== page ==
#010/2009 – The British model of policing must be nurtured

It is time to reassert the principles of the traditional British model of approachable, impartial and accountable policing based on minimum force for major public order events, Her Majesty’s Chief Inspector of Constabulary says today.

Introducing the second part of HMIC’s review of policing protest, he warns that winning public order through tactics that appear to be unfair, aggressive or inconsistent risks losing public consent by damaging the reputation of the police service and individual officers alike.

He stressed that the principles of the traditional model are well suited to handling the highly-charged, high- profile events that have challenged conventional public order policing tactics, training and leadership in recent years, compared with others on offer internationally.

Mr O’Connor said these events are small in number and differ in character from everyday policing because they include protesters who are highly mobile and are well versed in exercising their rights and testing legal boundaries.

The protesters are also intent on securing support nationally and internationally using modern technology and a strong message.

Even so, said Mr O’Connor, the British policing model, first articulated by Sir Robert Peel, is well suited to the challenges of these highly-charged events.

The British model is an approachable, impartial and accountable style of policing based on minimum force. It is designed to win public consent through tolerance and is adaptable to modern crowd dynamics and the increase in demands on police forces to support each other during public order operations.

The Chief Inspector said protests like those at Kingsnorth (Kent), Blackheath (London) and more recently in Leeds, Manchester and Birmingham should be seen as critical events, where the effectiveness of the police response has the potential to impact on wider public confidence.

During these events, officers are very much on display. And he warned the British model can be undermined if formidable public order uniform and tactics are perceived to dominate, the law is misused, the police appear to take sides or thoughtless acts of aggression are perceived to have occurred.

Mr O’Connor said: “British police risk losing the battle for the public’s consent if they win public order through tactics that appear to be unfair, aggressive or inconsistent. This harms not just the reputation of the individual officers concerned but the police service as a whole.”

He warned that public order events have exposed inconsistencies in the training, standards and leadership of public order policing, in particular:

  • An absence of clear standards on the use of force: Some forces train officers in defensive and offensive shield tactics (including the use of the edge of the shield against individuals) which are not nationally recognised.
  • Inappropriate use of public order powers such as stop and search and overt photography: Police use of overt photography and the retention of the images raise human rights issues.
  • Variation between forces in understanding of the law: This was seen at Kingsnorth Climate Camp, particularly in relation to stop and search.
  • Inconsistent equipment and tactics: There is no common standard for public order personal protection uniform and different approaches to training – 19 forces train with intermediate and round shields, 2 with long and round shields and one with all three types.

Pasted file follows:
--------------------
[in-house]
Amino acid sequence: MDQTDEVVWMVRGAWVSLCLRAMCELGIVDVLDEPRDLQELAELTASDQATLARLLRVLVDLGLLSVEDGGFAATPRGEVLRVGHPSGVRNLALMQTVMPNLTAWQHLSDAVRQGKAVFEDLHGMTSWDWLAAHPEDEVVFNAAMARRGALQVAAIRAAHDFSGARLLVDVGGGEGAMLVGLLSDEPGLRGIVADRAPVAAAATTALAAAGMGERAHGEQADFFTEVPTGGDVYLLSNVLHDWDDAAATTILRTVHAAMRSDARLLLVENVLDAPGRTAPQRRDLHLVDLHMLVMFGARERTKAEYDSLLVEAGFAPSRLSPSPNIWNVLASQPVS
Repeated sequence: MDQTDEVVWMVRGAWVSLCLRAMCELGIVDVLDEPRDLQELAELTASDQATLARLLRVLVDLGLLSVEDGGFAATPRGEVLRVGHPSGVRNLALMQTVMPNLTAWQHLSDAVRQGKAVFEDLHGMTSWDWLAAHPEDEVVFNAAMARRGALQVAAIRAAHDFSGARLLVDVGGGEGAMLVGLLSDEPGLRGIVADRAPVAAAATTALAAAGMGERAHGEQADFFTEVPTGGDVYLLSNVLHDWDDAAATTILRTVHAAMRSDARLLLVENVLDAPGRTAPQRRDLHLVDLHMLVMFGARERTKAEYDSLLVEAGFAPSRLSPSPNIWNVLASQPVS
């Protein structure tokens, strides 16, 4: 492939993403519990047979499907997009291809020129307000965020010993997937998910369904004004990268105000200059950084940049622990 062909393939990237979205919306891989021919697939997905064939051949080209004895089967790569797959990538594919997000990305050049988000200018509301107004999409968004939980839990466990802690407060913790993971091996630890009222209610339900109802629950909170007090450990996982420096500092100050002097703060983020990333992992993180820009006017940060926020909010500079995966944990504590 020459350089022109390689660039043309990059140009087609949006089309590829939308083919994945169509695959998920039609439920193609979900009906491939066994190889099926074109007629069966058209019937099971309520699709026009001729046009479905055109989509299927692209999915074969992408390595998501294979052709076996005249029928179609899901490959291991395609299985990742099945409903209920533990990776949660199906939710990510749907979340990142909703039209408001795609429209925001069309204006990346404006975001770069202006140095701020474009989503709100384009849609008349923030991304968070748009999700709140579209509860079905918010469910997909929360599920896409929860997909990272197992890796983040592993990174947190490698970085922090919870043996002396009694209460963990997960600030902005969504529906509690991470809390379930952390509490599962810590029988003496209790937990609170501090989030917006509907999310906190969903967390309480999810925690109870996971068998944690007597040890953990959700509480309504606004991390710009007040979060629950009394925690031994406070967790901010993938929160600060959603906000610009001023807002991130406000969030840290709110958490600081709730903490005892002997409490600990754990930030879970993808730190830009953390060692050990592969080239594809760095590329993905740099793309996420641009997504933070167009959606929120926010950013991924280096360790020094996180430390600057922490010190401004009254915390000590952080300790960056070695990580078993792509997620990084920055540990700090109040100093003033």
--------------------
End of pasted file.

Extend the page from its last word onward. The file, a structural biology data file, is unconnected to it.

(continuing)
• Out dated training and guidance: The current tactics training manual was written in 2004 and has not been revised since.

Mr O’Connor added: “The world is changing and policing needs to change with it. Public order policing needs to evolve as we move towards the London Olympics in 2012 and beyond. This will protect the rights of protesters and the wider public as well as protecting the integrity of the British policing model.”

The report makes a number of other recommendations, including:

  • The adoption of a set of fundamental principles on the use of force which run as a golden thread through all aspects of police business.
  • Codification of public order policing to ensure consistency in public order training and use of equipment, tactics and police powers.
  • Clarification of the legal framework for the use of overt photography by police during public order operations and the collation and retention of photographic images by police forces and other policing bodies.
  • Review of the status of the Association of Chief Police Officers to ensure transparent governance and accountability structures, especially in relation to their quasioperational role of the commissioning of intelligence and the collation and retention of data.


Notes to Editors:

  1. The full report and further information on the role of HMIC can be found at www.inspectorates.homeoffice.gov.uk/hmic.
  2. Part II of HMIC’s review looks at the national picture of public order policing and explores the question ‘How best should the police as a service adapt to the modern day demands of public order policing whilst retaining the core values of the British model of policing?
  3. HMIC published Part I of its review Adapting to Protest in July, 2009, following the G20 summit on April 1 and 2, 2009.
  4. HMIC is an independent inspectorate, inspecting policing in the public interest and rigorously examines the effectiveness of police forces and authorities to tackle crime and terrorism, improve criminal justice and raise confidence.
  5. HMIC inspects and regulates all 43 police forces in England and Wales together with other major policing bodies such as the Serious Organised Crime Agency, the Police Service of Northern Ireland and the British Transport Police and HMRC.
  6. The HMIC press office can be contacted on 0207 035 2712.